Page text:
Travel Tales by Meris Angioletti

Travel Tales by Meris Angioletti

In spring 2006 the Italian artist Meris Angioletti worked and lived for three months at the Academy of Visual Arts in Maastricht. This residency was part of the European Pépinières program for young artists .

This residency was specially created for artists who are interested in the crossovers between contemporary art and science. Meris Angoletti decided to start a collaboration with several psychiatrists of the Van Gogh institute in Venray, in order to find information about 'dromomania' (or ambulatory automatism), a disease that forces people who suffer of it, to escape from the place they live and start long trips, of which, at the moment of their return, they don't remember at all. The aim is to collect and record these memories, selecting the sentences that refer to a specific spatial description.

Research?s topics Fear, anxiety, estrangement, and their psychological counterparts, anxiety neuroses and phobias, have been intimately linked to the aesthetics of space throughout the modern period. Romanticism, with its delight in the terrifying sublime, saw fear and horror lurking in landscapes, domestic scenes and city streets. Modernism, while displacing many such spatial fears to the domain of psychoanalysis, was nevertheless equally subject to fears newly identified as endemic to the metropolis. A particular mental disease connected to the space is analyzed by Ian Hacking in the book Mad Travelers: Reflections on the Reality of Transient Mental Illnesses, in which he describes the "wired case" of Albert Dada, an employee of the gas company of Bordeaux, that one day suddenly decided to abandon the house, the job and the everyday life in order to begin a long journey starting from Algeria, then to Moscow and finally to Constantinople, in stages of 70 kilometres a the day covered on foot, until the day he was arrested for roaming.

He obsessively travelled, bewildered, without any identity documents and perhaps without even an identity, therefore without knowing who he was and why he was travelling, aware only of the next stage. At the moment of his return he didn?t remember at all where he had been and only when hypnotized he could live again every stage of his travel.

The aim of the project is exactly to enquire into this blurred area between the idea of travel as exploration (also of the self) and of the mental disease, in order to achieve a representation of physical space through memory and the experience of walking in itself. In this way escape can become a tool to explore space from the point of view of experience in contrast with the traditional cartography of places. Starting from the hypothesis that the experienced space can be meaningful for the creation of a physical space, the project will collect witnesses' accounts of escapes and organize them in a sound installation.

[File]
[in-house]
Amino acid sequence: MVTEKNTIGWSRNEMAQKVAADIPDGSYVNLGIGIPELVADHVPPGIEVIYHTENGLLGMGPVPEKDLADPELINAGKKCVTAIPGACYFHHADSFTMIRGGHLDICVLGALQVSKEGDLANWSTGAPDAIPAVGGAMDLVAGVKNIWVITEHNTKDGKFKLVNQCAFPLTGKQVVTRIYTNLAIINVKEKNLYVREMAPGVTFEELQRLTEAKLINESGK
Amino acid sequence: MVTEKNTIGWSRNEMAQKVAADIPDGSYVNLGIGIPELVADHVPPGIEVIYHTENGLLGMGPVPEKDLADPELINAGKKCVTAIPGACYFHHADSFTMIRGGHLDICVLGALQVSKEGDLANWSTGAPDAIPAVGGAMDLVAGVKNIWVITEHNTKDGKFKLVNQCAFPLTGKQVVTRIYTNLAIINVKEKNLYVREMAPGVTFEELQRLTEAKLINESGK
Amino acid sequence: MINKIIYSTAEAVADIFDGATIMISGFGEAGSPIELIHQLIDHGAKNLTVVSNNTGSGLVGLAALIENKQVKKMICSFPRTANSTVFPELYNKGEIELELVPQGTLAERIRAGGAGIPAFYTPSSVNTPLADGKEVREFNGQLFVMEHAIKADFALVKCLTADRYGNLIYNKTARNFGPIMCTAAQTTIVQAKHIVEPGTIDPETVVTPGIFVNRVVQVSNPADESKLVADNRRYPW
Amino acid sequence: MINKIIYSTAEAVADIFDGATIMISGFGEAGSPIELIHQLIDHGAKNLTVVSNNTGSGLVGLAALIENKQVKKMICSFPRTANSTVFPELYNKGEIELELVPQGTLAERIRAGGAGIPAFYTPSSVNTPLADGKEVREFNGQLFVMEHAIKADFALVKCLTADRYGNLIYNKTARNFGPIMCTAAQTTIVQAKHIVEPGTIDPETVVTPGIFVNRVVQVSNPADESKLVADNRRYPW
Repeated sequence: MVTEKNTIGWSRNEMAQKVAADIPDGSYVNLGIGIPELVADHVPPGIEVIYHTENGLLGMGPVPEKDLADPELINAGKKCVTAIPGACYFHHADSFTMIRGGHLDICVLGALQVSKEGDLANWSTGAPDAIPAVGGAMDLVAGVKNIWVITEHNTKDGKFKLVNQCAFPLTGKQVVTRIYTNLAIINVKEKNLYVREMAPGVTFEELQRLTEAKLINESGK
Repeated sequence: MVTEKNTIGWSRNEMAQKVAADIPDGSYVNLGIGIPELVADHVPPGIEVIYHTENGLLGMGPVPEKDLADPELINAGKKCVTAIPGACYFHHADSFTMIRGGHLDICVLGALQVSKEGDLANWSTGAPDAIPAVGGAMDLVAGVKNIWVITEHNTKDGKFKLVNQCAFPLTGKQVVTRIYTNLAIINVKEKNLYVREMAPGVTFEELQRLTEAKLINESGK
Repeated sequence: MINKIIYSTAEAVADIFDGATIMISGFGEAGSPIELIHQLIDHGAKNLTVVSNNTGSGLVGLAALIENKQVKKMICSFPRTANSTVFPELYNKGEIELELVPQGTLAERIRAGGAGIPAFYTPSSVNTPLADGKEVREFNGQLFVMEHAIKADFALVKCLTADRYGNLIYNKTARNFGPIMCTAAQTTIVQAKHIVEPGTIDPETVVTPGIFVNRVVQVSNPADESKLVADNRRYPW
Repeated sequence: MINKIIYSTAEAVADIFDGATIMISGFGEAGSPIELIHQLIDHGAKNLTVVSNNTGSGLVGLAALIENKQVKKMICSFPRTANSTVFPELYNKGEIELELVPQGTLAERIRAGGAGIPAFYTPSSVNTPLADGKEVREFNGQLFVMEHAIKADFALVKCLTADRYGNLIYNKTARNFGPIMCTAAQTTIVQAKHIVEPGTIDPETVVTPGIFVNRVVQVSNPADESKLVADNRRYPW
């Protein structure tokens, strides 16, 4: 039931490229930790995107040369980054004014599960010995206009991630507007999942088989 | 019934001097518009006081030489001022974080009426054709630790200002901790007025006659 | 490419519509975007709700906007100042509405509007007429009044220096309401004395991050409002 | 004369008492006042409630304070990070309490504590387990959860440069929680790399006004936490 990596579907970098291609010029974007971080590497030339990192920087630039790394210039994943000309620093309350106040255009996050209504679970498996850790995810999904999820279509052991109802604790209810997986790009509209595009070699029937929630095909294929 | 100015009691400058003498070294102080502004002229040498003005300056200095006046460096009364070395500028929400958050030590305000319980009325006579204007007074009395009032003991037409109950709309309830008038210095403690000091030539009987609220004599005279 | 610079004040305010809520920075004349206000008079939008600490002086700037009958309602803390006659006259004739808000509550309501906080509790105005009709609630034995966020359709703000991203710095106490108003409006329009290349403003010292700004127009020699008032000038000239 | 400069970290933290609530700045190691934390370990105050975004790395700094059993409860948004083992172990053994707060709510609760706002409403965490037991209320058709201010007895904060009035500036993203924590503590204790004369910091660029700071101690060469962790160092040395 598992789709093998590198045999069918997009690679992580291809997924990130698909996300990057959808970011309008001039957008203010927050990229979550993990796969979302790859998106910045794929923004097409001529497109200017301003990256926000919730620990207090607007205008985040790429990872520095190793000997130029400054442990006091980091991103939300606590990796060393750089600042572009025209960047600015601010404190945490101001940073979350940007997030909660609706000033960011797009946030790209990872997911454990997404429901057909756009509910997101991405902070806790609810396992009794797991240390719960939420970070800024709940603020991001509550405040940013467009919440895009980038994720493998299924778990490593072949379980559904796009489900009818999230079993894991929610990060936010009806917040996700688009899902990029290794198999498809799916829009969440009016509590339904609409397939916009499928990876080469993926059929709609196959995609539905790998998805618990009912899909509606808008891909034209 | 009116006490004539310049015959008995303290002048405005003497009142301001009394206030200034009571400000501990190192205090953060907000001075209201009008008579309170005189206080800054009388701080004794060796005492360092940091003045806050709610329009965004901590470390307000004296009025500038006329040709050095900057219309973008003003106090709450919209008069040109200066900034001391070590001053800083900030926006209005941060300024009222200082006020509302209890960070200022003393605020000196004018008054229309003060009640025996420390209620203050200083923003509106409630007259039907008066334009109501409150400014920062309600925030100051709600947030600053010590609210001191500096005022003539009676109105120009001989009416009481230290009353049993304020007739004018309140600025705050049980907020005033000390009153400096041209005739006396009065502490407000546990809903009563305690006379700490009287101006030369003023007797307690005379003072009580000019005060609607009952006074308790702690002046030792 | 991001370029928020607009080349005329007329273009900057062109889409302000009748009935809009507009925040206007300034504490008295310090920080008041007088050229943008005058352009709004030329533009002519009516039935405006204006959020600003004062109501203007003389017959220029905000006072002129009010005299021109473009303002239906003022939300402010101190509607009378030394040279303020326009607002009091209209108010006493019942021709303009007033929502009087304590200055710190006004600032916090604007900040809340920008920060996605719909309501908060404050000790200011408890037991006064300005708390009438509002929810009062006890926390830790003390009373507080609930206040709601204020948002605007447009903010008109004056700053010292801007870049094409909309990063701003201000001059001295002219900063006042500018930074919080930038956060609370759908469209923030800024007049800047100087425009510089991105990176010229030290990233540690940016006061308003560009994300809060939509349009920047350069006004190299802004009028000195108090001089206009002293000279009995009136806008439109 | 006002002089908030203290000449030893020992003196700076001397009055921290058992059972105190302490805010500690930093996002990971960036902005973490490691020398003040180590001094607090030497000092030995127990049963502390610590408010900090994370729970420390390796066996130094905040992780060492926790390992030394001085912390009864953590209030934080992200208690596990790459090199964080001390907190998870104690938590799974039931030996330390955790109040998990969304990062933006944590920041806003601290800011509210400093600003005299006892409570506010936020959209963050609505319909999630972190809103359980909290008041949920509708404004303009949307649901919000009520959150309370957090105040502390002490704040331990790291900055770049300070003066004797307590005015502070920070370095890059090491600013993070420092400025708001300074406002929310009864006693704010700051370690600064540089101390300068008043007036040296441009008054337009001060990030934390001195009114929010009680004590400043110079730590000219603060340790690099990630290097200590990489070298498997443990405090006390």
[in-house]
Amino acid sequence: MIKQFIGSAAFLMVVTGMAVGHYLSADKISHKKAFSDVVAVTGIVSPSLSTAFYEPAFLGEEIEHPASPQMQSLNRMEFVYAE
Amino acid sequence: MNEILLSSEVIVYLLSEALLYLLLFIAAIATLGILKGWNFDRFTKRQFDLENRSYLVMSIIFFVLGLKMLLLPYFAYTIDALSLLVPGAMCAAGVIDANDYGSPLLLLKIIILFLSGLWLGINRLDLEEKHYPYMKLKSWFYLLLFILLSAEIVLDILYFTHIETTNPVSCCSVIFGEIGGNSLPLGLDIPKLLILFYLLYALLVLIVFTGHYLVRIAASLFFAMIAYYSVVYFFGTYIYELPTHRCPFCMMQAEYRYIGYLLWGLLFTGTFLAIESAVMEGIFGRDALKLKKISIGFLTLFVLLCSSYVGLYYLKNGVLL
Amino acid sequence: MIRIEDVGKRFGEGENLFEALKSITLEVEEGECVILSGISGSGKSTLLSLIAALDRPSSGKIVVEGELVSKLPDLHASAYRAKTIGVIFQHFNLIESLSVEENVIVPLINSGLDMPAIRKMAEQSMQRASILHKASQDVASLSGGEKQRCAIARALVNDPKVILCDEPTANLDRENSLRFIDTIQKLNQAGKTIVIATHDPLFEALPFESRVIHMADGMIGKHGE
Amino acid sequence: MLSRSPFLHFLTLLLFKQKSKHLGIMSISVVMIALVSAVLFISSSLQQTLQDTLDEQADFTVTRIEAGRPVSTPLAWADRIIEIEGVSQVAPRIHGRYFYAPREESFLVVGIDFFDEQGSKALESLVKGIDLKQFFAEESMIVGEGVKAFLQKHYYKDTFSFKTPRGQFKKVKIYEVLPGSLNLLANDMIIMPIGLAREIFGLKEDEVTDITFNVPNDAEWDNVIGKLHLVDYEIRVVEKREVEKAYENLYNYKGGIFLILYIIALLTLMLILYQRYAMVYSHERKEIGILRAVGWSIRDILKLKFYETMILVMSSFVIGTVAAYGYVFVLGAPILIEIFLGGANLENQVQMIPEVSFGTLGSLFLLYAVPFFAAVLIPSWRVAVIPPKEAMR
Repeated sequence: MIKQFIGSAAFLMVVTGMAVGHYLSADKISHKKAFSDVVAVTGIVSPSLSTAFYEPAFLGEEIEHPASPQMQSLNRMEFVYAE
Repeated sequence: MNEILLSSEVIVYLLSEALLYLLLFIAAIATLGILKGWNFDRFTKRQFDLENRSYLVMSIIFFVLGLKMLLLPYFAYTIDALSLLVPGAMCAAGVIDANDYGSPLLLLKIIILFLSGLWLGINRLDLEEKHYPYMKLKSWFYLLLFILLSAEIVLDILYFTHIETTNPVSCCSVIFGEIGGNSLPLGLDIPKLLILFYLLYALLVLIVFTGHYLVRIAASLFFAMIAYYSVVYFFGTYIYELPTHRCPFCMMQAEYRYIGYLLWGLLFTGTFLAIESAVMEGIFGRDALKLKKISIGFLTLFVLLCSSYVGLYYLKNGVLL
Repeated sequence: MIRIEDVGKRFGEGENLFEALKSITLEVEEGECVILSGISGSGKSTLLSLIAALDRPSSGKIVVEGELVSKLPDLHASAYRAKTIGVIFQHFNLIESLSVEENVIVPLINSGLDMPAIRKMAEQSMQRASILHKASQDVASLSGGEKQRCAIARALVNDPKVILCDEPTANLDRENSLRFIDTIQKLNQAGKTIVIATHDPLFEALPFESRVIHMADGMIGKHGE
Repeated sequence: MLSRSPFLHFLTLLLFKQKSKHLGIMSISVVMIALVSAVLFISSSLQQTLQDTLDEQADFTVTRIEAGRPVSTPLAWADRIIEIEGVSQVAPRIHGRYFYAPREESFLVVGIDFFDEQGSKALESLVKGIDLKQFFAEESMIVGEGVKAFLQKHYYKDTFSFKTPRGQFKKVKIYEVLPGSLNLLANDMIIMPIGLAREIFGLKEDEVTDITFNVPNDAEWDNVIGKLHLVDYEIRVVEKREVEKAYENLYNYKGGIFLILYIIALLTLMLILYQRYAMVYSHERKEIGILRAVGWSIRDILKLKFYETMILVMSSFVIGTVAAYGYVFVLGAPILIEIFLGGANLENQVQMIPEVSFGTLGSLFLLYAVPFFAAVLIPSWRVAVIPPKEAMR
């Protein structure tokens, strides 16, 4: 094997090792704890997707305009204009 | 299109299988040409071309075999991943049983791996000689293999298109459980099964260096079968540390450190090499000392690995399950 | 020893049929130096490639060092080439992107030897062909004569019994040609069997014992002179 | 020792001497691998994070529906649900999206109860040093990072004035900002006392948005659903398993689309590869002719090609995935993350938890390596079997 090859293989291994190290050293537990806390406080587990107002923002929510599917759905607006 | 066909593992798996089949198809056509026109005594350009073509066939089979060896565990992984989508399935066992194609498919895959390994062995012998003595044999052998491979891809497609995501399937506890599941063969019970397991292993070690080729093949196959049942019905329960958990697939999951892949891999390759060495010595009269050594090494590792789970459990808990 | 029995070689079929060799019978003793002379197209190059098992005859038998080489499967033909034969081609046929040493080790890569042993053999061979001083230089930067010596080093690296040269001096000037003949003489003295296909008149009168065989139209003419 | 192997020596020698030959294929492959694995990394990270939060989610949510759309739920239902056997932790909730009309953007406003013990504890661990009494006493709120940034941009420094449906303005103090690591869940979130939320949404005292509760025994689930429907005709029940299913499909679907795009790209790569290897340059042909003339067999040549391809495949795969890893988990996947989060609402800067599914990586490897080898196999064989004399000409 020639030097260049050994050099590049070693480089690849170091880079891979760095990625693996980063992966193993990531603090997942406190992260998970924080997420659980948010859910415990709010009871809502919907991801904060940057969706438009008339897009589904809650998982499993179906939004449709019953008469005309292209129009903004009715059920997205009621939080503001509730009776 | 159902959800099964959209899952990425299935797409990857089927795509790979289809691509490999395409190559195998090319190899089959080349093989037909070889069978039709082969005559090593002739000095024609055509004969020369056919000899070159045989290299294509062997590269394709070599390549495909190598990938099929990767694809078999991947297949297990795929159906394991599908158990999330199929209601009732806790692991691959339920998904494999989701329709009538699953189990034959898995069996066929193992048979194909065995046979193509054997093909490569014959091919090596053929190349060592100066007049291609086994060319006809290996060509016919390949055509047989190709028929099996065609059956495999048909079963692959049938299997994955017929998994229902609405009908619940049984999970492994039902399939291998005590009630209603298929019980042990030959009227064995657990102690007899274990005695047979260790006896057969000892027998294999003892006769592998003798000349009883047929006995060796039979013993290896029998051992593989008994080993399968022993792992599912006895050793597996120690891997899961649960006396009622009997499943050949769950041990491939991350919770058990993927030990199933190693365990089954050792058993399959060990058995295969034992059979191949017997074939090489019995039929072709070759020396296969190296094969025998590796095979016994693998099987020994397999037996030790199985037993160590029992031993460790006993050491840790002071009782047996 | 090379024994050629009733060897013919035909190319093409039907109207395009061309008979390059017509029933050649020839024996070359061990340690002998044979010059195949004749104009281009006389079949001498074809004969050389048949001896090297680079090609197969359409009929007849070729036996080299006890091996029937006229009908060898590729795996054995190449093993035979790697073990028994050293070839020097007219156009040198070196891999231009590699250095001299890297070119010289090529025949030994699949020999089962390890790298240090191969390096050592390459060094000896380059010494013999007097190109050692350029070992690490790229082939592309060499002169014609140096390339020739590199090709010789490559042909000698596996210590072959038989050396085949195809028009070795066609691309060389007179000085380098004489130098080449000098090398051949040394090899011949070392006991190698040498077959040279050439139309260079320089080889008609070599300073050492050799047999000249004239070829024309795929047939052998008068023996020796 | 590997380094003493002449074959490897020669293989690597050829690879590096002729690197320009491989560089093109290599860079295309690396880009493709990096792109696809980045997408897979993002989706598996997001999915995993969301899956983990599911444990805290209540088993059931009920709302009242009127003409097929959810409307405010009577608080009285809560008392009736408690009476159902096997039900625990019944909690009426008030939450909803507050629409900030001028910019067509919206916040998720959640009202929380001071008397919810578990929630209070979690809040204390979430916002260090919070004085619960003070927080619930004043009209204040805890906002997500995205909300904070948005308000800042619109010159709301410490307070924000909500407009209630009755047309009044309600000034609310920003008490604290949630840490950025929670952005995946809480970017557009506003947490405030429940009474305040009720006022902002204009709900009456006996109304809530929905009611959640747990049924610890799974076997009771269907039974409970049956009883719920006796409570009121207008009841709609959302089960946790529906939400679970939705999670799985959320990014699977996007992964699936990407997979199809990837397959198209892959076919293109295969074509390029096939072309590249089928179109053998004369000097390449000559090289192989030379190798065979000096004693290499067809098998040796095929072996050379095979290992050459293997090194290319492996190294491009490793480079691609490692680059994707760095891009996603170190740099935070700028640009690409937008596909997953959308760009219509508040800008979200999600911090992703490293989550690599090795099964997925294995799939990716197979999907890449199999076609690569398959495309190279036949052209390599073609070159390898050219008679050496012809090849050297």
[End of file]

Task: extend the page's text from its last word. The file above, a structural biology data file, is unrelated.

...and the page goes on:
In collaboration with doctors, who, through hypnosis or other psychological therapies, will help the patients to remember places where they have been, the project will record these memories (as narrations) and select only the sentences which refer to a specific spatial description (paths, description of buildings, personal measurements). Each experience will become an autonomous track. When, through the patients' descriptions, it will be possible to recognize a real, physical place, another track will be recorded (and then remixed) with the sound of the place itself.

The result

The final installation of the project will be a sound environment, where all the sample-tracks collected will be organized in order to recreate, through sound, the experience of getting lost during the escape. Each track will be recorded in 5+1 (if possible) and played in Dolby system, so that for the spectator it will be impossible to realize where the sound is coming from and he will find himself completely lost in the installation space.

Meris Angioletti, July 2006

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